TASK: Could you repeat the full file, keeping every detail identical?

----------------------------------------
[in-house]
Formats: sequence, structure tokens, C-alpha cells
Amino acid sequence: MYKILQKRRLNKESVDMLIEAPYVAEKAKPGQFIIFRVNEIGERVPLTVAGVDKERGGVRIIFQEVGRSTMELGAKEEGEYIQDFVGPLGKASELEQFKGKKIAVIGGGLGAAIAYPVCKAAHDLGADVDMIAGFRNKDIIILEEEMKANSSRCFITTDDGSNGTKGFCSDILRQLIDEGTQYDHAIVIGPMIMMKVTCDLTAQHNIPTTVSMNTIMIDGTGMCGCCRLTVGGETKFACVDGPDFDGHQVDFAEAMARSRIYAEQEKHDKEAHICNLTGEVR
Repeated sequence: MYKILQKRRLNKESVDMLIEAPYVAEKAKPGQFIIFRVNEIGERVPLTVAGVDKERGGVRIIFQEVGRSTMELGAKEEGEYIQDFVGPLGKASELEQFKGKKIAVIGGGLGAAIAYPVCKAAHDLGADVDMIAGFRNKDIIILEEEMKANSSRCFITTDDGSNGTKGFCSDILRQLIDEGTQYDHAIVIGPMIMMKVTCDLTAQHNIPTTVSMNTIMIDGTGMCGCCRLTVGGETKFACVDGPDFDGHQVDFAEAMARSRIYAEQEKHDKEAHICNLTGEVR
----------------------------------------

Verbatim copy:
[in-house]
Formats: sequence, structure tokens, C-alpha cells
Amino acid sequence: MYKILQKRRLNKESVDMLIEAPYVAEKAKPGQFIIFRVNEIGERVPLTVAGVDKERGGVRIIFQEVGRSTMELGAKEEGEYIQDFVGPLGKASELEQFKGKKIAVIGGGLGAAIAYPVCKAAHDLGADVDMIAGFRNKDIIILEEEMKANSSRCFITTDDGSNGTKGFCSDILRQLIDEGTQYDHAIVIGPMIMMKVTCDLTAQHNIPTTVSMNTIMIDGTGMCGCCRLTVGGETKFACVDGPDFDGHQVDFAEAMARSRIYAEQEKHDKEAHICNLTGEVR
Repeated sequence: MYKILQKRRLNKESVDMLIEAPYVAEKAKPGQFIIFRVNEIGERVPLTVAGVDKERGGVRIIFQEVGRSTMELGAKEEGEYIQDFVGPLGKASELEQFKGKKIAVIGGGLGAAIAYPVCKAAHDLGADVDMIAGFRNKDIIILEEEMKANSSRCFITTDDGSNGTKGFCSDILRQLIDEGTQYDHAIVIGPMIMMKVTCDLTAQHNIPTTVSMNTIMIDGTGMCGCCRLTVGGETKFACVDGPDFDGHQVDFAEAMARSRIYAEQEKHDKEAHICNLTGEVR